AuthorKocher, Sara Johanna, 1957-
MetadataShow full item record
PublisherThe University of Arizona.
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AbstractThe goal of this study was to develop a demographic profile of food co-op shoppers and to assess the relationship between policy importance ratings and two measures of shopper involvement. A survey measuring co-op shopper demographic characteristics, ratings of co-op environment and ratings of the importance of 13 co-op policies was completed by 283 food co-op shoppers in the fall of 1983 at the Food Conspiracy Co-op in Tucson Arizona. Overall, the strongest distinction between working members and non-members was a tendency for members to spend more at the food co-op. The two groups were similar demographically and similar in their ratings of the quality of food co-op atmosphere. Both groups rated range of co-op policies as important factors in store selection. These co-op policies were equally important to both members and non-members, and the importance ratings were largely unaffected by length of involvement with the organization.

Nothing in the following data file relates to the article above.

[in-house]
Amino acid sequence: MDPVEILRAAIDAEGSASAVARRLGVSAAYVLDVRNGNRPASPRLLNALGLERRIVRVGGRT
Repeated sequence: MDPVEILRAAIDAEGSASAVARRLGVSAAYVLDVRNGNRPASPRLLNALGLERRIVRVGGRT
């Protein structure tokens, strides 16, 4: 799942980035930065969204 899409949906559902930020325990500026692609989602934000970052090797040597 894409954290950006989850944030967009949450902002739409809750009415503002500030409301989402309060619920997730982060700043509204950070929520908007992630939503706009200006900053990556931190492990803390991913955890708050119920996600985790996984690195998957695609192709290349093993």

Degree ProgramGraduate College